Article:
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Crack the Whip (Indiana Jones)

Indiana Jones and the Evil Empire

Jun. 15, 2008
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The first thing we hear in Indiana Jones and the Kingdomof the Crystal Skull is Elvis Presley’s “Hound Dog” and the first thing we see is a hot rod full of carefree teenagers, zipping around a U.S. Army convoy as if daring it to a drag race. The tone is breezy and the time and place are established with smooth efficiency: It’s the 1950s and the convoy is headed for one of those Trinity, Area 51 bases hidden in the rocky no man’s land of the American West.

The first we see of the storied Indiana Jones is his famous rumpled brown hat tumbling from an official vehicle at the base. Next comes his reflection on the car door. The visual storytelling is masterful, stating the scenario without a word of explanation. Russians disguised as American troops have kidnapped Indy. They have seized the base, the very warehouse where the Lost Ark was deposited at the end of the first Indiana Jones movie, and are forcing the world’s most famous fictional archaeologist to locate a top-secret crate of special interest to the Kremlin.

Played by Harrison Ford like a man whose breakfast consists of half a lemon with no sugar, Indy is visibly nonplussed and itching for action. Within minutes, he snatches a submachine gun with the aid of his trusty bullwhip, overpowers a dozen men half his age, outruns a hailstorm of bullets along a catwalk, survives an unanticipated ride in a rocket car and, finally, escapes an atomic test with T-minus 15 seconds and counting.

By the end of the day, Indiana Jones looks as scuffed as a pair of comfortable old shoes, worn at the heels but intact and presentable. That’s pretty much how Ford embodies his character; Indy endures a steady trickle of old-age jokes, but shows the younger generation that his mind is as powerful and his brawn as potent as ever.

Wisely, the producer-director team of George Lucas and Steven Spielberg took the passage of time into account. It’s been 19 years since the last Indiana Jones movie and Kingdom of the Crystal Skull is set 19 years after its predecessor. The enemy this time is a different set of antique villains with the Soviet Union filling the jackboots of Nazi Germany. In a bid for moviegoers unborn when Indiana Jones and the Last Crusade hit the multiplexes, Lucas-Spielberg cast heartthrob Shia LaBeouf as Indy’s sidekick, Mutt Williams. Riding a Harley, sporting a leather motorcycle jacket and carrying a switchblade, Mutt represents the disaffected youth of the ’50s. LaBeouf is a poor substitute for Marlon Brando or James Dean as a wild one without a cause, but then, no one ever went to an Indiana Jones flick for great method acting.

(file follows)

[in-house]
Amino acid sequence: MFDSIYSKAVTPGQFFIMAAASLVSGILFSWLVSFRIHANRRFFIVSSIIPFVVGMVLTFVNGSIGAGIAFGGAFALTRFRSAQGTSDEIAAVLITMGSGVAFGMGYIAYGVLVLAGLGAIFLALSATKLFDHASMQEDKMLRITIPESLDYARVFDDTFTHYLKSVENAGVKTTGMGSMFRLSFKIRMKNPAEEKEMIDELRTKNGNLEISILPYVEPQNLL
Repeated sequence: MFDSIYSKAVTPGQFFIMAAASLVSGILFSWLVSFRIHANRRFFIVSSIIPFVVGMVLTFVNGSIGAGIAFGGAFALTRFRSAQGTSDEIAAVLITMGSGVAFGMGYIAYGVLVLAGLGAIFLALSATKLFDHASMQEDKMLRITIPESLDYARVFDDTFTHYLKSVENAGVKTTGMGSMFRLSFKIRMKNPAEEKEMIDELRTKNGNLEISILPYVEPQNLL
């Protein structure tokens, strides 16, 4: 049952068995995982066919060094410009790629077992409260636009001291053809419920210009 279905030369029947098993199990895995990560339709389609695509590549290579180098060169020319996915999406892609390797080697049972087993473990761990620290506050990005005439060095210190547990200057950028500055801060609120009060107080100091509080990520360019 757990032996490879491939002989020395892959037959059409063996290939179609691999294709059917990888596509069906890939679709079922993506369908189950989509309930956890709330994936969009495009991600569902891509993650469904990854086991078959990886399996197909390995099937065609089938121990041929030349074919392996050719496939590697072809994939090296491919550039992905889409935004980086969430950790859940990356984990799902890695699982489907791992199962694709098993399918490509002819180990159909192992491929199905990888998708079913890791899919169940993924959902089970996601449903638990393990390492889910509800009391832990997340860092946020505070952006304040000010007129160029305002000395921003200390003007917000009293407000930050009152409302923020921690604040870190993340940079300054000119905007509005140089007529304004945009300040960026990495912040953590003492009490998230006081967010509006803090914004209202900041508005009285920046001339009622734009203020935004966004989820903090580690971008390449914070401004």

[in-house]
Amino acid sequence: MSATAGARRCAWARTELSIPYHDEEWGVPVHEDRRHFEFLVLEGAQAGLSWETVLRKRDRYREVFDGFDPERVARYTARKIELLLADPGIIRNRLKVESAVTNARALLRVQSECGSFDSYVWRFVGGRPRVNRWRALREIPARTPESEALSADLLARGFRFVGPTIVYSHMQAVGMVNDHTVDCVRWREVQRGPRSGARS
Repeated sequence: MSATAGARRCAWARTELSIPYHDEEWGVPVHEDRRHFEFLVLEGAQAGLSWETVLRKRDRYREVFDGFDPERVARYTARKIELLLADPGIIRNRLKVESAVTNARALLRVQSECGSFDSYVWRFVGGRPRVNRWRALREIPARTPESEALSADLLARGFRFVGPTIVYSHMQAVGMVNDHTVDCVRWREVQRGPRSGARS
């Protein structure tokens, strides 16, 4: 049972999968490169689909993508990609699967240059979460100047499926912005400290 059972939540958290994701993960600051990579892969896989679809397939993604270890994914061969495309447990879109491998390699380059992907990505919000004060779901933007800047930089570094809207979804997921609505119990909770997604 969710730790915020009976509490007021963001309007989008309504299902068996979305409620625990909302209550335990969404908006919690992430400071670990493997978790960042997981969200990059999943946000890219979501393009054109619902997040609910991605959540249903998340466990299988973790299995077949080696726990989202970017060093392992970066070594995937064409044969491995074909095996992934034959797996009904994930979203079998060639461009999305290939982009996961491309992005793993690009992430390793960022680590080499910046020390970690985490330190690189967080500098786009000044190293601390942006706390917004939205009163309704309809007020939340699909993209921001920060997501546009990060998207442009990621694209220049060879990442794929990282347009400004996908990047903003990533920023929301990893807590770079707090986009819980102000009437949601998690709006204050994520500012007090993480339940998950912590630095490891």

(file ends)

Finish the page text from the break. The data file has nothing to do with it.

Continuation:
Indy’s foe is the Soviet scientist Spalko, in search of an Incan “crystal skull” whose powers of clairvoyance and mind control may have military applications. For Spalko, Cate Blanchett channels Greta Garbo’s performance as the Soviet commissar in Ninotchka; she plays Spalko as Garbo with a gun, funny in her humorlessness. She also carries a rapier and enjoys swordplay, putting an androgynous edge on the performance. Several characters return from previous installments, including Mac (Ray Winstone), who had devolved into a greedy double-dealer; and Indy’s one-time love interest Marion Ravenwood (Karen Allen). You can see it coming as plain as a Mack truck with its headlights on bright: Marion is Mutt’s mother and Indy is the boy’s long-lost biological father.

Early on, Indy becomes a person of interest to the FBI; his office is searched and he is forced into a paid leave of absence from the university because of McCarthyism. The implications for the present day are clear, yet the possibility of a more interesting plot is quickly jettisoned. When Indy and Mutt fly to Peru to battle the Reds for the crystal skull, the movie becomes a long series of car chases along jungle roads, rope-swinging romps and encounters with quicksand and man-eating red ants. Many of Spielberg’s persistent interests come to play, including the skull as a remnant of extraterrestrial contact with Earth in ancient times. Erich von Daniken’s long-forgotten book about space aliens and the Incas, Gold of the Gods, seems to have influenced the screenplay.

The pulpy inspiration of the no-budget, B-movie cliffhangers that Lucas and Spielberg devoured as children is still visible among the big-budget special effects. Some of Crystal Skull’s best scenes employ old-school stuntmen; some of the worst appear computer generated. After a while the movie sinks into visual overkill, but it never ceases to be a fun amusement ride, a cinematic roller coaster of thrills and spills and laughter more engaging than Lara Croft, National Treasure or any of the numerous Indiana Jones wannabes. Kingdom of the Crystal Skull shows that the original is still best.


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